I have never personally met Pastor McKissic. I know him by reputation only, but yesterday enjoyed visiting with him over the phone. I found him to be quite engaging in conversation, very respectful of Dr. Patterson and Southwestern, and quite confused over all the events that transpired as a result of his chapel message.
There are two or three things I found that Dr. McKissic and I have in common regarding our service in the SBC:
(1). A complete shock over public statements that contained charges never communicated privately and personally.
As Dr. McKissic told the Associated Baptist Press he enjoyed lunch with Dr. Patterson and and his wife, Dorothy, following the chapel service. "I love Dr. Patterson, Dr. Patterson loves me, we had rich fellowship today," he said. "If they had a problem with it [the sermon], they didn't utter it to me at all."
The Press Release from the seminary said, authorized by the President, stated, "we reserve the right not to disseminate openly views which we fear may be harmful to the churches."
Dr. McKissic only became aware of the controversy over the Seminary refusing to post his message --- because it was "harmful" to churches and critical of a "sister agency" --- when a reporter phoned him for an interview. He was absolutely stunned. In his mind, the entire chapel service was uplifting, Biblically sound, and above all, Christ honoring. In addition, he was received well with applause on at least three different occasions. Imagine what went through his mind when learned his church members were being informed via the media that their pastor was teaching something harmful, and he himself didn't even know that what he preached was considered harmful?
It is only appropriate, when charges against a Southern Baptist leader are going to be made public, that the person against whom the charges are directed be informed -- FIRST. In fact, I would go further and say integrity demands that the person in question be informed privately before anyone other person, entitity or especially the public is informed. For that not to happen is unconscionable.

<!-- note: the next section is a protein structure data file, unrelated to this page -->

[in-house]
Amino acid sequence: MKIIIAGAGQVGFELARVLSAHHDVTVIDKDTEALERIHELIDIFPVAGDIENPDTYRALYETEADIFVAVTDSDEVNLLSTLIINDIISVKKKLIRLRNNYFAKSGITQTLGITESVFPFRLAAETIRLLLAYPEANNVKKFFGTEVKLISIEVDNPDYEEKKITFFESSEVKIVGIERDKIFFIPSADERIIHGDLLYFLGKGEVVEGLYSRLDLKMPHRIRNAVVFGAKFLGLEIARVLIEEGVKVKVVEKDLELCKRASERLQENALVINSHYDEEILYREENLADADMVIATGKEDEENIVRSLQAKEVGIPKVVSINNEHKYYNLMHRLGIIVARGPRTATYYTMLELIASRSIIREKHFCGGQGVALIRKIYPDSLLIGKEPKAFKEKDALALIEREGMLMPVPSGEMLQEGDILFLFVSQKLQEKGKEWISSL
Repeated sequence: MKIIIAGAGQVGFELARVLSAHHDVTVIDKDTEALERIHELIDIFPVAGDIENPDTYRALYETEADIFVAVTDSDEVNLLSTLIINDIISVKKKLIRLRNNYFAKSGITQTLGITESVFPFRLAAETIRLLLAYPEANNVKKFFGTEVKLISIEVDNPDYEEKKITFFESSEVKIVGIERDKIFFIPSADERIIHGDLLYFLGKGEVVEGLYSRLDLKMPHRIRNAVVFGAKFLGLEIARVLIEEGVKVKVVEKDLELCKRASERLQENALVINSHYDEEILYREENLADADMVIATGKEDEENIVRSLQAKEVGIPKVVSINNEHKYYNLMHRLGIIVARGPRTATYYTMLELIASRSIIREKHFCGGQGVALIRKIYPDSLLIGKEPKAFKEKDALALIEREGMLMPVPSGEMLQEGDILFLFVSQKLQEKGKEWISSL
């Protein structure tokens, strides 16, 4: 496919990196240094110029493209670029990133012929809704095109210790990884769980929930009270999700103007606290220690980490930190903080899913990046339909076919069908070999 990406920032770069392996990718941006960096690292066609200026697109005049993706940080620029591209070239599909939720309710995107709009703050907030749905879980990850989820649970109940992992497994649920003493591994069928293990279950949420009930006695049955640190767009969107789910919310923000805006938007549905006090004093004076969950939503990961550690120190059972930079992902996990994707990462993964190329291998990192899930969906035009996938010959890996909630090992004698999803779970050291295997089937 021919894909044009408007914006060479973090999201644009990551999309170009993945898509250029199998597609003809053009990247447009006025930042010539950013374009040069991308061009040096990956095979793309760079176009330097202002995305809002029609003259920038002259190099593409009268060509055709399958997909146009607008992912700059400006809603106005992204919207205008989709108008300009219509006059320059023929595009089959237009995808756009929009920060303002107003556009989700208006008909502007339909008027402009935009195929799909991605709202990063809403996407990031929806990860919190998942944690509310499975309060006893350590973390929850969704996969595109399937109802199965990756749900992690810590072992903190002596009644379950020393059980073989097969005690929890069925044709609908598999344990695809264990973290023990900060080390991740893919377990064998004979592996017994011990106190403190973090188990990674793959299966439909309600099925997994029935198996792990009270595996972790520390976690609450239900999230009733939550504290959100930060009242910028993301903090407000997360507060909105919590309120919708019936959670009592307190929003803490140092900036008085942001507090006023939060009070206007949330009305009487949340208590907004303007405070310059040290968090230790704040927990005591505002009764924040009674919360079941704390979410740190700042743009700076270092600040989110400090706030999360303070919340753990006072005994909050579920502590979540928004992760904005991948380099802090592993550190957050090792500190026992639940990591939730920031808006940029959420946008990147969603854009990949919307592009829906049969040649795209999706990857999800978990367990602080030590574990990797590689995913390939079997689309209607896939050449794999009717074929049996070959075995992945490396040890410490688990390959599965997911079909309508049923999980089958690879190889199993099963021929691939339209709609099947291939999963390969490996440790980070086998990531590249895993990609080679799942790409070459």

Dr. McKissic should have been told in private that his views are harmful to Southern Baptist Churches. He might have become angry with such a remark, but at least he would be able to say, "They told me in private what they said in public."
I wish God would part the heavens and utter the following words so that every Southern Baptist would never forget them --- "Do not make a public charge against a fellow brother without informing him specifically and privately what charge you are about to make." (see Five Salient Points).
(2). A bewilderment how conservative, evangelical Southern Baptist pastors who believe in the inerrancy of Scripture, and who base their messages on the sacred text, can be considered "harmful" or "heretical" by other Southern Baptists who disagree on interpretations regarding third tier doctrines.
According to the APB article, 'McKissic quoted from several Baptist scholars who offer biblical support for private speaking in tongues, including a quotation from Patterson's April 6, 2006, chapel sermon at Southwestern. "What do we conclude? The apostle Paul clearly said, 'Do not forbid to speak in tongues.'" McKissic quoted Patterson as saying. "It would be a mistake for evangelicals to forbid others to speak in tongues."'
Dr. McKissic's defense of his message with supporting footnotes can be found on Art Roger's blog and Marty Duren's SBC Outpost.
(3). A love for the SBC and her autonomous agencies, including the Presidents, trustees, and administrative staff of those agencies, but a growing concern that the SBC is narrowing the parameters of fellowship and cooperation.
Dr. McKissic said to APB in a follow-up story, "Because I said nothing during my message that contradicted the Bible or the 2000 “Baptist Faith & Message” [the SBC's doctrinal statement], I fail to see how my comments are viewed as outside of the Baptist mainstream."
In his message Dr. Mckissic said, "But I think it’s tragic in Baptist life when we take a valid, vital gift that the Bible talks about and come up with a policy that says people who pray in tongues in their private prayer lives cannot work in certain positions."
I have never spoken in tongues. I don't even know I agree with Dr. McKissic's interpretation of the texts regarding tongues, BUT I DO AGREE with his assessment regarding the narrowing of the parameters of participation and cooperation in our convention.
We must resist the growing tendency of some to demand that third tier doctrines, which in decades past have not been doctrines over which Baptists divided, be moved into the category of first tier doctrines, and exclude fellow Southern Baptists who disagree or give principle dissent. As Al Mohler states, "The misjudgment of true fundamentalism is the belief that all disagreements concern first-order doctrines. Thus, third-order issues are raised to a first-order importance, and Christians are wrongly and harmfully divided."
(see The Cooperative Program Means Cooperation, and A Theological Triage Test).
I'm honored to call Dr. McKissic a Southern Baptist. I'm glad that he is a leader in the Southern Baptist Conservatives of Texas Convention. I'm proud he is a trustee of Southwestern Theological Seminary.
And most of all I gladly call him a brother in Christ.
May his tribe increase.
In His Grace,